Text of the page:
Throughout “Our Fearful Symmetry” we hear pianos, cellos, undefined humming pads, snatches of conversation, vinyl pops – the elements are, no doubt, familiar to fans of electronically-tinged modern classical sounds, but there is something just right about their use here. Rarely are such commonly used ingredients put together so expertly in a single track – how much more rare to hear this level of expertise across an entire album?
Hummingbird’s marriage of restrained classicism and contemporary electronic atmospheric manipulation means that “Our Fearful Symmetry” is very much a record of the moment – the ambient/electro-acoustic scene abounds with artists mining the same vein of inspiration – however, while many acts aspire to the creation of reminiscence-evoking beauty it is an uncommon achievement. The artist behind Hummingbird accomplishes a startling ubiquity of grace throughout this album and though it is a debut outing for the project, the strength of the material and its connotative power betray the unmistakable hand of a master at work. – John McCaffrey
Its been a while since I had a chance to review anything from the Fluid Audio label so the chance to check out ‘Our Fearful Symmetry’ by Hummingbird was something of a long overdue treat. Rather than give myself a dedicated listening session this album became my walking companion over the last day or so as I moved around a bright and sunny yet somewhat quiet Sheffield (the students have gone home and Glastonbury seems to have beckoned the rest).
Its a striking collection, sparse and slightly otherworldly. The arrangements are largely minimal consisting of spacious piano arrangements, strings and a disparate array of varied percussive elements. The overrall mood is one that is rooted in melancholy but in this instance that’s no bad thing. Right from the opening track “Uncertainty In Copenhagen” we have gentile arrangements that really seek to draw the attention of the listener, listening to this on headphones does have the effect of making the everyday world become somewhat secondary. A sun drenched day in a slightly underpopulated city suddenly becomes akin to being the last man on Earth. The skittish found sounds that fall into place behind the musical arrangements are the aural equivalent of something playing across the edge of your field of vision. Intriguing stuff indeed.
Its an unusual soundtrack for these balmy sunny days but trust me its a worthwhile one. – Adrian Carter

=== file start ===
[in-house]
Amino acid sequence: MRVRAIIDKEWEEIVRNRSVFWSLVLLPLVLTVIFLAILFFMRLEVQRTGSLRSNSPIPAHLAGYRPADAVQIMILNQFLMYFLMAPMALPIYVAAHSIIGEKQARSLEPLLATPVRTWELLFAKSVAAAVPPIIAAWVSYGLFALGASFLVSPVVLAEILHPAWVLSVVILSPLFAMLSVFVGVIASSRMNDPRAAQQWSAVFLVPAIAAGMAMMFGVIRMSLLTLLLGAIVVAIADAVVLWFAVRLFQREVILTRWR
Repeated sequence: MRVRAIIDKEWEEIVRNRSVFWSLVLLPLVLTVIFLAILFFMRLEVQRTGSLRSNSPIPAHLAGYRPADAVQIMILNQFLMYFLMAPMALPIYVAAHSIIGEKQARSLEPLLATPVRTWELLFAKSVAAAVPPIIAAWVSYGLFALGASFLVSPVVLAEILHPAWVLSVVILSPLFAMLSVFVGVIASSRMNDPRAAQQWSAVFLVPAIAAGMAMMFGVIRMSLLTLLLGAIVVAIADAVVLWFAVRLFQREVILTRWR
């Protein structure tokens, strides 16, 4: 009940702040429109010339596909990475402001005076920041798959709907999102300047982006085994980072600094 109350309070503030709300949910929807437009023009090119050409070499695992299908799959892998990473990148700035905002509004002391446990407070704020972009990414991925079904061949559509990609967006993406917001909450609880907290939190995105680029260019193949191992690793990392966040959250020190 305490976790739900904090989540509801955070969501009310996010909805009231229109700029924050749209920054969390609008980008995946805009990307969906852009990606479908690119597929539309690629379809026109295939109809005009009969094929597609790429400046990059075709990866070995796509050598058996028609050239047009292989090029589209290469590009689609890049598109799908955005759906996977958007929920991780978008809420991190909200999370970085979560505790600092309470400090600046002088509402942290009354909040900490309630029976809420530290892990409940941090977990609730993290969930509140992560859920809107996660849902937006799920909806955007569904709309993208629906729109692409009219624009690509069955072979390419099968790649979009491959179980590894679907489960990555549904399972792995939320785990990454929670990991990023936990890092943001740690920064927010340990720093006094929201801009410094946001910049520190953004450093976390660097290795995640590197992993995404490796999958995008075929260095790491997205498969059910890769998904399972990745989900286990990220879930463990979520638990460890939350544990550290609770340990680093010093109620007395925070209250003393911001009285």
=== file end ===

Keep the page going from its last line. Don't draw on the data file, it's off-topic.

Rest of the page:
Sometimes, all it takes is one moment in music, a specific sound, a sliver of a piano note, a shimmer of guitar, where the listener is, at once, completely taken over…
An unassuming sound creates a moment of clarity for the listener and from that moment, the listener is transfixed on the music, a sense of bewilderment overwhelms them, and they are beholden to the album until it finally ends. Hummingbird, the nom de plume of an otherwise well-known composer, of whom very little is known, creates many of these moments throughout Our Fearful Symmetry, and at each, wonder abounds.
Upon pressing play, “Uncertainty in Copenhagen” lulls the listener into the minute intricacies of the sustained notes of piano, which find their way through the current of strings gliding fluidly around the piece. The listener continues to be drawn in further from the ominous plucks of “Seeds of Deception” to the sparse notes of “The Little Green Box”. Each sound emitted sends the listener off on tangents of introspection, allowing them to move effortlessly from place to place, in tune with one’s physical surroundings as well as the space surrounding the sounds.
Most of the pieces on Our Fearful Symmetry are built around subtle string arrangements that become entangled in a string of piano notes, odd field recordings, as on “Thoughts in the Head” where I could swear there was the sound of a clanging buoy gently rocking on the sea, and other minimal electronic textures that add to the wonderful use of space on each of the pieces presented here.
The listener is never overwhelmed, and instead, is given space to breathe and absorb, before returning to soak in the ever-expanding sea of sounds. On “Defining Space”, Hummingbird does just that for the listener, which is a microcosm of the album as a whole, creating a place in order for the listener to exist and giving that place meaning or definition.
This album is truly a wonder and as it is limited to 100 copies, those lucky enough to secure a copy will bask in its beauty for a long time. – Michael Vitrano